The Oil Spill Endgame: 'A Work in Progress'

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David Parry / PA / Landov

Work continues at the site of the BP Macondo well in the Gulf of Mexico in this frame grab from a BP live video feed September 3, 2010.

Retired Coast Guard Admiral Thad Allen doesn't like to give deadlines for operations on BP's blown Macondo well anymore—and you can't really blame him. Almost every estimate Allen has given on how long it will take to finally kill BP's well has proven overly optimistic. The final bottom kill — which was supposed to be completed by mid-August—has dragged on and on, as BP and its government counterparts have struggled to deal with one unexpected obstacle after another. Those problems haven't led to any additional oil leaking into the Gulf—the well has been effectively capped since mid-July, and Allen declared the threat over when a new blowout preventer was installed recently—but the delays have made the oil spill endgame almost as long as everything that came before it. "This remains a work in progress," Allen told reporters on Sept. 9. "I'm giving you what we have as we've got it."

The main problem remains the same: the engineers are concerned about the condition of the annulus, or outer casing, of the original well, which may have been partially filled by cement during the static kill that was performed way back in early August. The worry is that pumping drilling mud and concrete through the relief well into the bottom of the original well, which will finally and completely kill the spill, might put too much pressure on the annulus and cause further damage and instability. For the past few weeks BP, at the request of Washington scientists, has been working to ascertain the condition of the annulus before the company can go ahead with the relief well. The fact that they haven't been able to do that yet, or at least not to Allen's standards, is the reason work on the well, which began in the early spring and continued through summer, is still going on as autumn approaches and football season has begun.

The original plan for initiating the bottom kill had been to pour cement into the top of the well, which would provide additional support in case the bottom kill caused pressure to build on in the casing. But that would have added weeks to the job, potentially pushing the relief well operation into October. It turns out there may be a shortcut, however: on Sept. 9 Allen authorized BP to put a "lockdown sleeve" on top of the Macondo well, to bulwark the casing hanger, a portion of the wellhead assembly that could be damaged if pressure builds during the bottom kill. (I know—bottom kill, annulus, casing hanger, relief well. It'll all be over soon.) The sleeve, capable of handling 1 million lbs. of pressure, can be installed faster. "It does take a significant amount of time out of the schedule," Allen said, though how much time, he doesn't know.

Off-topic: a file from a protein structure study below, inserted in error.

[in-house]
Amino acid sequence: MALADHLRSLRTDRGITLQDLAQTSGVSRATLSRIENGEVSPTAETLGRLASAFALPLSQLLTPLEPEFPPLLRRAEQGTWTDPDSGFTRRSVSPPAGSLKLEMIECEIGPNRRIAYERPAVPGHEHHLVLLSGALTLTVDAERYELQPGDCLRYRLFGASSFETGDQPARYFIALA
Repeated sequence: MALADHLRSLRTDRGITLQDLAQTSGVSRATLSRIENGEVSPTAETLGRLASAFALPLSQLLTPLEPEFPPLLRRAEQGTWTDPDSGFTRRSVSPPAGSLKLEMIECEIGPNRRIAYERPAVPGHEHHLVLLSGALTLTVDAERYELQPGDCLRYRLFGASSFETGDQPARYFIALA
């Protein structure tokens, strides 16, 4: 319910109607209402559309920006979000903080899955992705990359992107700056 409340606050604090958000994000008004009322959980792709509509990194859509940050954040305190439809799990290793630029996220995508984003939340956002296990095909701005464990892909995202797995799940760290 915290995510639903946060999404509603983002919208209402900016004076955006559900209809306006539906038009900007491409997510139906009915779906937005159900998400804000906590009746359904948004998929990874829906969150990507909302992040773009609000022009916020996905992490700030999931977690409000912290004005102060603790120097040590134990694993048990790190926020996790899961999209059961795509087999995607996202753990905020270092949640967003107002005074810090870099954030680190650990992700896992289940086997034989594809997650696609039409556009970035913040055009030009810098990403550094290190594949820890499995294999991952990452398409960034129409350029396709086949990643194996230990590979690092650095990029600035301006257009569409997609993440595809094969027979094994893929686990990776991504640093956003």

The relief well will be finished—one of these days. The bigger question is what's happening to the millions of barrels of oil that may still lay beneath the surface of the Gulf, in some form or another. There seems to be good news: bacteria have been breaking down the underwater oil, but they've been doing so without sucking massive amounts of oxygen out of the aquatic environment. That was always a worry. As bacteria proliferate, they tend to use up oxygen, potentially creating dead zones that can cause lasting damage to underwater life. However, according to a report released on Sept. 8 by the National Oceanic and Atmospheric Administration (NOAA), oxygen levels in the Gulf never dropped low enough to create dead zones. "Has it hit the sweet spot?" said NOAA senior scientist Steve Murawski. "Yes."

The results of NOAA's initial tests mean that, right now, the application of hundreds of thousands of gallons of chemical dispersants under water looks like it was a good idea. The chemicals broke the oil down before it reached the surface (and eventually the coast), and the bacteria took care of the rest. Of course, environmentalists and many scientists worry that the dispersants themselves could have toxic effects on underwater life—and researchers from the University of Georgia and the University of South Florida have found evidence of thick layers of oil on the sea floor, meaning not all the oil has disappeared. We won't know the results of this unprecedented chemical experiment in the Gulf for a long time, and it is way too early to call this part of the operation a success. As Admiral Allen knows: whatever can go wrong, may go wrong.